The tree leaves are beginning to turn to reds and yellows as we advance into autumn. The native Anishinaabe peoples, whose homeland we share, have a story about how that came to be. Of how a magical weasel-like creature called the Fisher or, in their native language, Ojiig, brought summer to the Earth from Skyland. For his trouble, he was shot with an arrow in his only vulnerable spot, the tip of his tail. As he fell to Earth Gichi Manitou, the Great Spirit, caught him and placed him in the sky where we see the Great Bear and the Big Dipper. Every late autumn night we see his tail, the handle of the dipper, slowly swooping down to the horizon where his bloody tail paints the trees with their autumn colors.

The astronomical event times given are for the Traverse City/Interlochen area of Michigan (EDT, UT-4 hours). They may be different for your location.

Addendum

Fisher brushing his tail along the horizon

An animation of the Fisher brushing his tail along the horizon on autumn nights. Created using Stellarium and GIMP.

The Anishinaabe constellation drawings are from Ojibwe Sky Star Map Constellation Guide  by Annette S. Lee, William Wilson, Jeffrey Tibbets and Carl Gawboy available locally and online.  They are part of the latest editions of Stellarium, a free planetarium program.  Links to it are on the right.  Other information and links are available within the Stellarium.

Here’s one of the links: http://www.nativeskywatchers.com/.  It also contains links to Lakota star maps and lore.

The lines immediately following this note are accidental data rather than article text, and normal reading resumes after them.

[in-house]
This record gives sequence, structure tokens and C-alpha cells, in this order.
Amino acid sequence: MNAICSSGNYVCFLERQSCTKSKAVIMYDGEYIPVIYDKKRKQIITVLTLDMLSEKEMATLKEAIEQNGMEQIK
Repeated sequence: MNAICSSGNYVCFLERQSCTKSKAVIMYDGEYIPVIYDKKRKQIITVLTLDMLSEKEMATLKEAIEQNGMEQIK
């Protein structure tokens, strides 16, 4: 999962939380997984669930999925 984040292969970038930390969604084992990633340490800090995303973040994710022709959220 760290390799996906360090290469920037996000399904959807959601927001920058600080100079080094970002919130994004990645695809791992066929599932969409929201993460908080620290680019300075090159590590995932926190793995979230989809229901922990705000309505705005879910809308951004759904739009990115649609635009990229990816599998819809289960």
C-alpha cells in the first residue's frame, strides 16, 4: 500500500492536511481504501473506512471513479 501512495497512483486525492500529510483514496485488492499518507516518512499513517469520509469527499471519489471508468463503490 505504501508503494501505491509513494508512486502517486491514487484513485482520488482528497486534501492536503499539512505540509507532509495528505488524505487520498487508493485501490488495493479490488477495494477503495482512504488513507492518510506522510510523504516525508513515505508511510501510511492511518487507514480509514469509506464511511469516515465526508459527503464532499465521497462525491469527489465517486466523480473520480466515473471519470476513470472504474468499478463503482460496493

09/23/2021 – Ephemeris – The Earth’s axial tilt gives us our seasons

September 23, 2021 Comments off

This is Bob Moler with Ephemeris for Thursday, September 23rd. Today the Sun will be up for 12 hours and 6 minutes, setting at 7:37, and it will rise tomorrow at 7:32. The Moon, 3 days past full, will rise at 9:03 this evening.

The Earth has an axial tilt* of about 23 and a half degrees, which gives us our seasons. Because the Earth rotates on its axis, it has a slight equatorial bulge. Earth’s polar diameter is 7,900 miles (12,714 kilometers) while its equatorial diameter is 7,926 miles (12,756 kilometers), a difference of 26 miles (42 kilometers). The gravitational tug on that equatorial bulge by the Moon and Sun actually keeps the tilt stable, but does cause the Earth’s axis to precess like a top slowing down. It’s why Polaris will no longer be our North Pole star in centuries to come, just as it wasn’t in centuries past. It’s also why the constellations of the zodiac no longer align with the astrological signs of Ptolemy’s zodiac of the second century AD.

The astronomical event times given are for the Traverse City/Interlochen area of Michigan (EDT, UT-4 hours). They may be different for your location.

* Astronomers call axial tilt “obliquity” or “obliquity of the ecliptic”.

Addendum

The force causing precession

The Moon and Sun’s gravitational force act on the Earth’s equatorial bulge, attempting to cause the Earth to straighten up and fly right. Because the Earth is spinning, it acts like a gyroscope and the torque to straighten it up causes it to be applied 90 degrees away in the direction of the rotation causing the procession. Image credit: Open Course: Astronomy.

Precesssion of a spinning top

Precession of a spinning top: the spin axis traces the surface of a cone. The axis, in the case of the Earth, traces a circle of radius 23.5 degrees on the sky. Credit NASA.